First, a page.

Brett : In Australia, because I have never seen any historical 19th century photography, I was completely mesmerized by Fox Talbot and the people who began photography. My big dream was to come to Britain and see these wonderful historical works. Because it’s very true, especially with 19thcentury photographs, that you could look at them for all you like on a computer screen but when you see them in the flesh, and when you see these beautiful jewel-like objects on a piece of paper, that could disappear in a second..there is a magic about seeing a real object. So part of my journey to Britain, part of the reason I wanted to come was to be able to experience firsthand, those beautiful talismans of the beginning of photography, which I did. I was completely obsessed by historical photography for the first 10 years.
Manik : What images were these?
Brett : The Lattice Windowby Fox Talbert was one, as well as all the famous ones they found out outside the Lacock Abbey, all his seminal images that I saw in the flesh when I went down to the National Trust Gallery down in the Lacock Abbey, where he invented the positive-negative process. Coming back to London, I enjoyed everything I saw at the V&A, Francis Frith’s major travel photographs to the Pyramids in the 1870s-1880s. O Henry Peach Robinson’s composite photographs where he collaged together different people to create fictional narratives. Oscar Rejlander did the same and of course Julia Margaret Cameron because she was one of the very rare women photographers. I went all the way down to the Isle of Wight to see, to try and find her original photographs, but in those days nobody recognized her as an artist and you couldn’t see them.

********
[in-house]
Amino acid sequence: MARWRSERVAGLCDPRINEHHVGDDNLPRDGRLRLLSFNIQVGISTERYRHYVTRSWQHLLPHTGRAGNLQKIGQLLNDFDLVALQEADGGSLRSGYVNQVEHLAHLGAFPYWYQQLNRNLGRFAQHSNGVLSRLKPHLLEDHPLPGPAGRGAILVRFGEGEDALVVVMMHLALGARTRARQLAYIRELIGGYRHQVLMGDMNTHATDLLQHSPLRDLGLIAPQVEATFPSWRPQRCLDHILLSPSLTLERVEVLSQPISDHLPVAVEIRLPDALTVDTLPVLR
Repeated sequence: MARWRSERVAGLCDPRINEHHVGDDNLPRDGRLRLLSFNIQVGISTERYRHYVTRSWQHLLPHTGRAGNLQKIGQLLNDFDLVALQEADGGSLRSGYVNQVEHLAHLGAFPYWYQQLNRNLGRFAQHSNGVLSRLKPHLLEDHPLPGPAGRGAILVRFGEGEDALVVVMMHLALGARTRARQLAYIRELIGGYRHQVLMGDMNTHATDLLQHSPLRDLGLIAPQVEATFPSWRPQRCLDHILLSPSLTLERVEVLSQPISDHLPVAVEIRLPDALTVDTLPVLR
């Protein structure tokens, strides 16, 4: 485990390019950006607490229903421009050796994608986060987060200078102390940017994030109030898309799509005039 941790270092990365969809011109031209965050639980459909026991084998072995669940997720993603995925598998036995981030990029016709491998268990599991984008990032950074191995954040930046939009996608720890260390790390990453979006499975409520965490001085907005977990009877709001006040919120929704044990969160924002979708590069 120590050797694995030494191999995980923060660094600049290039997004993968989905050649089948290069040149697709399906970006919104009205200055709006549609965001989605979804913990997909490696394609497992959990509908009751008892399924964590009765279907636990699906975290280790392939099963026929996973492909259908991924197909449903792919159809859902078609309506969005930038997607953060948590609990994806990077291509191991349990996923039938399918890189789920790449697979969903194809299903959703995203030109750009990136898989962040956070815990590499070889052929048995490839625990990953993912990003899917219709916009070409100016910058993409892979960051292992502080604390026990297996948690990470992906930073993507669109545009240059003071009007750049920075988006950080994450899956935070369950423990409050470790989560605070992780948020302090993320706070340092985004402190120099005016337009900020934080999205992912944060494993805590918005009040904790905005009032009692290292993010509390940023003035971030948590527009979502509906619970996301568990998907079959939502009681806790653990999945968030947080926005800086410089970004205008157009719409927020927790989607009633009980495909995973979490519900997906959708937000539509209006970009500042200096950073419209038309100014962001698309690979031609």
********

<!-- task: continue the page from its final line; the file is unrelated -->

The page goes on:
Manik : As a curator, do you specifically work with any specific genre?
Brett : Not really. In the first ten years, I had success with historical photography. But even then, I was interested in contemporary art, contemporary photography. I was always working across the whole spectrum of photography. It’s been one of the pleasures of my curatorial life that I have not been constrained by any period or a time. I am interested in fashion photography and even advertising photography, as much as I am interested in the great artists of our time who used photography such as Jeff Wall and Cindy Sherman. So I’d like to believe that I have a very catholic approach to photography.
John Stezaker, Muse (Film Portrait Collage) XVIII, 2012 © Alex Delfanne
Manik : You like to play around with the genre?
Brett : Yes. One of my meetings was with an artist who is best-known for the installation photos that he has taken of all the famous British artists’ work, from Damien Hirst to Rachel Whiteread. The way he has been able to transmit the power of their work through 3 dimensions is something, you know, I think that needs to be celebrated.
Manik : How closely do you work with the photographers?
Brett : Once they are selected for an exhibition here we do work very closely. We think about what would have the most dramatic impact and what is closest to the spirit of the project that they have worked on.
Manik : What’s the procedure for the selection of photographers?
Brett : We have a very broad framework in which we operate. In every 12-18 months, we have one solo show; we have a group show on a timely theme; we have one big show where we are awarding excellence in international photography, called the Deutsche Borse Photography Prize. We had once initiated a project to encourage younger talent called FreshFaced + WildEyed. And then we have one slot, two actually, that’s devoted to what we call ‘the quotidian’ – the everyday, the vernacular, fashion or advertising…the things that people tend to overlook and don’t tend to think of as high art in photography.
Manik : Is there any focus on Asian photographers?